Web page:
VIRGIN’S MONOLOGUE

virginity

Once upon a fairy phase in life
I lived  and breathed innocence
twas a perfect world…a free world
Filled with fantasies and fairy tales…
Then gradually…
…the fairy me began to slip away…

Until reality struck me unaware
And I gasped in surprise
Then my little breast begun to wake and a strange thought sent sweets down my spine…I smiled.
I begun to feel like a charged electron attracting the opposite
Then a quivering impulse sent shocks down my waist,
Across my abdomen…down, down, down…
A lower me then gets up and greet me.
He stands, and I tremble before him
“Who are you strange fellow?”
He is wordless but sultry and vast
And I can’t make him go
“What do you want from me you lustrous one?”
He is still silent and shapeless.
Oh how beautiful he is!
Without sound, without eyes, without hands;
Yet like a flame he burn through my body
Quiet, yet he alone understand the depth of my confusion
He stares and lightens up
And I trembled in his shadow…
…As he burns for the dark goal.
Is he calling?… I wonder
Is his deep silence full of summons?
Does his steep curve sweep towards a virgin?…

Oh you dark ruddy stranger, forgive me!
For I am helplessly bound to the rock of virginity
Your strange voice has no sound…no meaning to me
I would gladly lie in the womanly valley and ply thy twofold dance until meanings come to me”.

 

http://dailypost.wordpress.com/dp_writing_challenge/poetry/

VAGINA MONOLOGUES GHANA

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You can imagine what a young man like me thought when I first saw the poster above with the caption, “MEET THE TALKING VAGINAS”. Well yeah, you can take the entire guess you want from the vagina imaginarium. I thought of it all. But a second look at it and I saw VAGINA MONOLOGUES, 14th and 15th February, then I quickly came back to my senses.  This reminded me of the most exciting and yet controversial stage play which stages worldwide around this time of the year. Then I thought, “oh yeah, these vaginas do really talk”. But I bet some people may be wondering how on earth could vaginas talk? Well, I guess we should find out at the National theatre as the talking vaginas make a return to stage.

The Vagina Monologues is an episodic play originally written by Eve Ensler in 1996 to deal with the many atrocities associated with the feminine experience. Over the years, the play has been adapted worldwide to suit different cultures and address the peculiar problems women face within the confines of that culture. In Ghana, the Global Arts and Development Centre, an N.G.O and advocacy Centre has been staging the Ghanian version over the past few years and this year’s promises to be even more exciting. The play, being directed by a renowned Ghanaian director, Abdul Karim Hakib, has over the years evolved to incorporate local stories relative to gender violence against women. The monologues deals with aspects of the feminine experience, touching on matters such as sex, love, rape, menstruation, female genital mutilation, masturbation, birth, orgasm, etc. A recurring theme throughout the play is the “vagina” used as a tool of female empowerment, and the ultimate embodiment of individuality.

The play includes monologues such as the “Angry Vagina”, where the monologist talks about the unjust appellations being given to the vagina. The name of the female genitalia has for about a century or so now become like the Tetragrammatons’ to the Jews. People prefer to call it all sort of names rather than the real name. And in Ghana, the new code name is “Tonga”.  It also talks about the bad treatments women subject their vaginas to all in the name of enhancing it. This monologue humorously rants about such disrespect and negative treatments being meted out to their most sacred organ.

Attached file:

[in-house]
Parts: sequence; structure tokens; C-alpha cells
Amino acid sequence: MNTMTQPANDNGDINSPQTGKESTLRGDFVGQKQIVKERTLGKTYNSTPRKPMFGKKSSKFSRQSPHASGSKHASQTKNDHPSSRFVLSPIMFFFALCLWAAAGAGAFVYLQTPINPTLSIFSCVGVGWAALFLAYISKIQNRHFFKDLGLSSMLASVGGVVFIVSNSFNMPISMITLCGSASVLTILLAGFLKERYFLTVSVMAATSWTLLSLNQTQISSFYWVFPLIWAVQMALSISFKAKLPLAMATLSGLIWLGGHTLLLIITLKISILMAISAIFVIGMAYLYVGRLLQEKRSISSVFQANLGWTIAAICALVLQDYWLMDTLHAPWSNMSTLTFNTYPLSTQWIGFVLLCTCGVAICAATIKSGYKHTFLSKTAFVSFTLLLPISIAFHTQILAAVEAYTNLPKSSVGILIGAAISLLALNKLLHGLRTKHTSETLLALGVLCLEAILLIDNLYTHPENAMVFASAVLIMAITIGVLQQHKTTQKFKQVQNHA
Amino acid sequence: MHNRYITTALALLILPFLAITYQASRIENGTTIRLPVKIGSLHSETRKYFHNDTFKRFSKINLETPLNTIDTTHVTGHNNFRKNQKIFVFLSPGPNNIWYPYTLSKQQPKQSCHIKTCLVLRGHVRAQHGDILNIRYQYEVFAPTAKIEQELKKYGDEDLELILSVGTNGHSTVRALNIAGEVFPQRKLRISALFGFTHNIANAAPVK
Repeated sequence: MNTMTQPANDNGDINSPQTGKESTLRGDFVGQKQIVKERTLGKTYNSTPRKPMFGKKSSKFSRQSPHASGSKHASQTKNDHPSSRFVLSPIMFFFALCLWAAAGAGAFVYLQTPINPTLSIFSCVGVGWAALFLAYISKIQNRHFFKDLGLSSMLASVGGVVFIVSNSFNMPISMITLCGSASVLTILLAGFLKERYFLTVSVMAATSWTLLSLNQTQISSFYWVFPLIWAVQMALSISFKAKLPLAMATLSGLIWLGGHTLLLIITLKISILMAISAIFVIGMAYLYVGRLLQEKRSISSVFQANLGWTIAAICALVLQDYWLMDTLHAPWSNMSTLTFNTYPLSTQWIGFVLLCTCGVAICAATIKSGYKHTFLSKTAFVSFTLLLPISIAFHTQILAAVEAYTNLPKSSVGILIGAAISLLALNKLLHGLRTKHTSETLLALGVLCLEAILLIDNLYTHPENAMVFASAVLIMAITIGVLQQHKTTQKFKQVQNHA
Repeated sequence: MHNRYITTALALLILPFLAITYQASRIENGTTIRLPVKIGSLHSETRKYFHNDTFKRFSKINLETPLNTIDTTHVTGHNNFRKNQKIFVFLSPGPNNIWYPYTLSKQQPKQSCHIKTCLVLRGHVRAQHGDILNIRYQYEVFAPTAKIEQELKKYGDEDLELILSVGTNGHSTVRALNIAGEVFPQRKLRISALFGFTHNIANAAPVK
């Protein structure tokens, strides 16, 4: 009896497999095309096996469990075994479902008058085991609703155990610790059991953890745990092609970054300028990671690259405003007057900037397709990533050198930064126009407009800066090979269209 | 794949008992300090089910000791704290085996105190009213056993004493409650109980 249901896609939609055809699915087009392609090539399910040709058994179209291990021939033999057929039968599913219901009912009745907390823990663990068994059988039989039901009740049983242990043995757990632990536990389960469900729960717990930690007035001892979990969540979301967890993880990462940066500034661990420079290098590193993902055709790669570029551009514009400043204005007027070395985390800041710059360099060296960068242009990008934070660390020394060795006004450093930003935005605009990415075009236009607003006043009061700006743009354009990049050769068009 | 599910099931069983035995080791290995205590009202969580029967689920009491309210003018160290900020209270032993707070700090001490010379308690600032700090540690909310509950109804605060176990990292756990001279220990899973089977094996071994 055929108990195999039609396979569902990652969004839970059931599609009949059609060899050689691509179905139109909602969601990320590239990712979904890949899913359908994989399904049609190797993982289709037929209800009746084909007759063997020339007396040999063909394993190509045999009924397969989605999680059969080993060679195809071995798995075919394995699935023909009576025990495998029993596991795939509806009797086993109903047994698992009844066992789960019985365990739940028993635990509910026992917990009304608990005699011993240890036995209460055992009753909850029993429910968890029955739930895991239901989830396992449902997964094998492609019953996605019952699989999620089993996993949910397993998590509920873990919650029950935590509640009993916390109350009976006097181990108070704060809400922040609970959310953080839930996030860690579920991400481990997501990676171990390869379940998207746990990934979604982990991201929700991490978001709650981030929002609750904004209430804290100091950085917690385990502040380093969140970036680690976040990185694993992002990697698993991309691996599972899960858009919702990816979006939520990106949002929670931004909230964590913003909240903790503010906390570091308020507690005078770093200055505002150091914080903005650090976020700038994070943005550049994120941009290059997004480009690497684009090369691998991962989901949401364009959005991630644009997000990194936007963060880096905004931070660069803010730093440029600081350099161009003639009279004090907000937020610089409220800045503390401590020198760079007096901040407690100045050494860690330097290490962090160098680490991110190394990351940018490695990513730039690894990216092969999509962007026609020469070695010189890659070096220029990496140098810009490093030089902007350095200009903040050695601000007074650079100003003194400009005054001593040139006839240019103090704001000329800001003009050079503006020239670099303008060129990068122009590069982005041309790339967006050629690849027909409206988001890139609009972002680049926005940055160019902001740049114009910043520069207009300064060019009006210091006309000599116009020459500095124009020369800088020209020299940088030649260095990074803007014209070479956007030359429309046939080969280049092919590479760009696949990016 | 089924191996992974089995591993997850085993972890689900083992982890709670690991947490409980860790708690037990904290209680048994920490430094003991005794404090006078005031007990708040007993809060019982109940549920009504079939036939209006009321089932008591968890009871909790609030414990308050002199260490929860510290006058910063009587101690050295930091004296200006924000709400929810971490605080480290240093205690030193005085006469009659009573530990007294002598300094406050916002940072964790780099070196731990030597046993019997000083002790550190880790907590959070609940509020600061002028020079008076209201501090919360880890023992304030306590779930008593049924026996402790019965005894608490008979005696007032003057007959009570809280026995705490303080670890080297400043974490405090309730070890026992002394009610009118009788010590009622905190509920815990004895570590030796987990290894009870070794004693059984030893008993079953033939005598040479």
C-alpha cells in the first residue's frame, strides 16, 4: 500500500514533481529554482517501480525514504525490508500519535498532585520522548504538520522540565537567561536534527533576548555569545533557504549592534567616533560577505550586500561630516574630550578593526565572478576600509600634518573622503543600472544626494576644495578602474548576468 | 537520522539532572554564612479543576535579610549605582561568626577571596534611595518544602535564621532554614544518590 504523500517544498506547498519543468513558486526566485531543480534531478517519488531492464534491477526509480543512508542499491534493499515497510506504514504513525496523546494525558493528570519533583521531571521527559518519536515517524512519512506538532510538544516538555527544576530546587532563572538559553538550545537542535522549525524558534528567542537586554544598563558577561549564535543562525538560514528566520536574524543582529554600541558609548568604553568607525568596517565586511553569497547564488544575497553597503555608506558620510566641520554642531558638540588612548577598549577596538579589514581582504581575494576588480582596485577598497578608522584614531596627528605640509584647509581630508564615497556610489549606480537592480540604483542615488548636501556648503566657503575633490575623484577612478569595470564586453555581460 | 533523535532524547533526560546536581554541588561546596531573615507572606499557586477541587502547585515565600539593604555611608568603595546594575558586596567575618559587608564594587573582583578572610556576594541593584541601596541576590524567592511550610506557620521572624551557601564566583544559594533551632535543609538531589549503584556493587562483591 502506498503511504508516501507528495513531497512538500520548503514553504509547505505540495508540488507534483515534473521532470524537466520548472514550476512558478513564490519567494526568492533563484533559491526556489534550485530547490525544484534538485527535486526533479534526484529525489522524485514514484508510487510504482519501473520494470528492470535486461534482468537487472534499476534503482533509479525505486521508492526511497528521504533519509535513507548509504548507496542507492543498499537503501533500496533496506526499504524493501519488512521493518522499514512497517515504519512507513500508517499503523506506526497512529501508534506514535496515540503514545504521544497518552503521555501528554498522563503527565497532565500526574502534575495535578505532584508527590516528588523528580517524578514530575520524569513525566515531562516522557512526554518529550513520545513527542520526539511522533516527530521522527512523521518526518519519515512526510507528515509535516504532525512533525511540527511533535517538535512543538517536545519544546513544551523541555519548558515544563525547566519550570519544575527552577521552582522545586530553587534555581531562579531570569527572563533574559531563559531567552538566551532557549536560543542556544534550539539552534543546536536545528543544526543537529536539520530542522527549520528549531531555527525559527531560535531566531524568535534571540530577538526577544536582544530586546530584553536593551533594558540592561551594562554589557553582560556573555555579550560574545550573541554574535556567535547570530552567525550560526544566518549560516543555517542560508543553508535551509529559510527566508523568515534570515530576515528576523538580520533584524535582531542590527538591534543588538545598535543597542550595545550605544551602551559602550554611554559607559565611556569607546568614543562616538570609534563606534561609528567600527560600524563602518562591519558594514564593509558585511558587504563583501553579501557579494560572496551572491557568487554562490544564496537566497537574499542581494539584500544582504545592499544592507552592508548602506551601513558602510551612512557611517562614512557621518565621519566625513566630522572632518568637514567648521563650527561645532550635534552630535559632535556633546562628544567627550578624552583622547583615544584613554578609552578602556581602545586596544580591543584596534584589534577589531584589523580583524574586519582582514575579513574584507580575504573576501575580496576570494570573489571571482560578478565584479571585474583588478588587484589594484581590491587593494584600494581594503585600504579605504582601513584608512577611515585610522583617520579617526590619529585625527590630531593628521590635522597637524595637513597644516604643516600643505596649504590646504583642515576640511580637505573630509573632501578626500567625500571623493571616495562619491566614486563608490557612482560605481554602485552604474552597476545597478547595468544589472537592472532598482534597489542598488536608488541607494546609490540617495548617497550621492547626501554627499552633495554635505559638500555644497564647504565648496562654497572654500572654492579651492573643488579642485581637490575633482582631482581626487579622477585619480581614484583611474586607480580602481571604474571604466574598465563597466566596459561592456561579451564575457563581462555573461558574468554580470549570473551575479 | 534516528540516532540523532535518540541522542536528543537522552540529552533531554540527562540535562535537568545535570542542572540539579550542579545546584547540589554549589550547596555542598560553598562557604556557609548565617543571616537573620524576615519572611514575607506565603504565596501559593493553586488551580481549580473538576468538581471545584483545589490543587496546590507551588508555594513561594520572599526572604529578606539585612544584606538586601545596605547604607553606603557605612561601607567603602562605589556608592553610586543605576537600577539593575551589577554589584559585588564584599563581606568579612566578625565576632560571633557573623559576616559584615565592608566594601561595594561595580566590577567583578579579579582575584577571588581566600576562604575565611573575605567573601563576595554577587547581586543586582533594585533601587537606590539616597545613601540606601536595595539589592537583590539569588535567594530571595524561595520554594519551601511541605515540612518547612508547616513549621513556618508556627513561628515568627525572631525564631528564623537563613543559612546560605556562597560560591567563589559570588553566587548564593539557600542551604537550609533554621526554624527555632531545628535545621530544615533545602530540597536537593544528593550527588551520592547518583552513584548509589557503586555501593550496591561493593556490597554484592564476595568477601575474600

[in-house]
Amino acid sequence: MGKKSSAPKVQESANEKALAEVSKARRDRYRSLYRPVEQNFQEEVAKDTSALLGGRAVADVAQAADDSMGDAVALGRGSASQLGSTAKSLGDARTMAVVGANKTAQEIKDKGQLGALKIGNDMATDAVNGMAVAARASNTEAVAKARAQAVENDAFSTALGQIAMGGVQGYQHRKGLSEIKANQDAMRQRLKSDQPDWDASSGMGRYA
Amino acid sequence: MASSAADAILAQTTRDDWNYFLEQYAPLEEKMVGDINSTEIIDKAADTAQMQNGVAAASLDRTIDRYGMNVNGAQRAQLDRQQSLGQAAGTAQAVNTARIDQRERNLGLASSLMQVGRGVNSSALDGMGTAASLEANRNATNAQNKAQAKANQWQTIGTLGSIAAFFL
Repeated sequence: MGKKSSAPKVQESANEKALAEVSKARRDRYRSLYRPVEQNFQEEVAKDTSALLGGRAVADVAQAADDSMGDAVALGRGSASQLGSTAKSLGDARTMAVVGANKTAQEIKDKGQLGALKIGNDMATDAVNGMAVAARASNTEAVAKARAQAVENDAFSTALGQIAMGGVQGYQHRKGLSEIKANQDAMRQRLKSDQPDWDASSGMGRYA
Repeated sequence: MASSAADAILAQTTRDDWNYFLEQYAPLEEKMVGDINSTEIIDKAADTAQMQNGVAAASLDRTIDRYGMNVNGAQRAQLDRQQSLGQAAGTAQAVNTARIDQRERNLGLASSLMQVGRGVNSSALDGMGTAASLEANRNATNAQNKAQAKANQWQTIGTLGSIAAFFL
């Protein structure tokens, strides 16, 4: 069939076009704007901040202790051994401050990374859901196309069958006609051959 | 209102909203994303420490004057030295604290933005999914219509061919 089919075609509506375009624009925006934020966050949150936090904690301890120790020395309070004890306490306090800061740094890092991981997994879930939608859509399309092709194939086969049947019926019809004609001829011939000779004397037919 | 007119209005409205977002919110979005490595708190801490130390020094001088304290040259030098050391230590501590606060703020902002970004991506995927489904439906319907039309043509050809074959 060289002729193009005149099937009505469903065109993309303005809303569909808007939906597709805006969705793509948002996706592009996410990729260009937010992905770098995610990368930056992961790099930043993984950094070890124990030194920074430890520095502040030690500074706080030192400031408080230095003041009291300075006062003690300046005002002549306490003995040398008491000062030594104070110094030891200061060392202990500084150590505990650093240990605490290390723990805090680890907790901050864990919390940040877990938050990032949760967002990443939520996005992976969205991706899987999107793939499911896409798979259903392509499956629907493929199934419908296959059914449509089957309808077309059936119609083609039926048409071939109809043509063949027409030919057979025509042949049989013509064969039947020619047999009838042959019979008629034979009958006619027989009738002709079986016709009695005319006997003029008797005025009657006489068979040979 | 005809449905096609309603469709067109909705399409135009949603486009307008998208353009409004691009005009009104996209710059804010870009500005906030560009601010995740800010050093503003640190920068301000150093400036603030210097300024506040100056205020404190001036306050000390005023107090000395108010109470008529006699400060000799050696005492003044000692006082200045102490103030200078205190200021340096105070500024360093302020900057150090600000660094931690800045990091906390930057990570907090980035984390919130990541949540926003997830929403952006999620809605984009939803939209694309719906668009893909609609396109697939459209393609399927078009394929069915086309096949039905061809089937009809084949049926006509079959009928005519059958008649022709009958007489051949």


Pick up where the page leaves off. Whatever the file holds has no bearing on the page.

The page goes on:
“You cannot love a vagina unless you love hair” is what the monologue titled “Hair” preaches. It talks about the significance of the hair down there. This monologue does not however, discourage shaving but speaks to the need to maintain a minimum fluff of hair to avoid irritations and spikiness during intercourse. The hair is there for a reason indeed.

“The Flood” also talks about an old lady’s  experience in a relationship which led to her avoidance of men for almost the rest of her life.

Other monologues include; My vagina was my village, Because he liked to look at it, My short skirt, I was there in the room, The woman who loved to make vaginas happy etc. These monologues also touches on other pertinent issues relative to the feminine experience.

This year’s play officially begins on the 14th and 15th of February, 2014 at the National Theatre at 8pm each night. The play would be replicated at the Kwame Nkrumah University of Science and Technology (KNUST) on the 21st and 22nd of February and then make a final stop at Cape Coast University on the 28th of February and the 1st of April, 2014.

The overall goal of the VAGINA MONOLOGUES Play is not just to entertain audience but mainly to tackle the issues of gender based violence especially against women in our societies. The organizer, Global Arts and Development Centre, is currently undertaking a research project relative to gender based violence in three districts of three regions of Ghana and hopes to replicate it in the remaining districts of the country to enable its eradication. The organization specializes in using the arts as a driver of social and economic development.The production of the VAGINA MONOLOGUES is therefore,  at the heart of the organization.

Audience can expect nothing but the best at this year’s show. The “rap doctor” himself, Okyeame Kwame is the special guest artiste. So come and let us all meet the talking VAGINAS.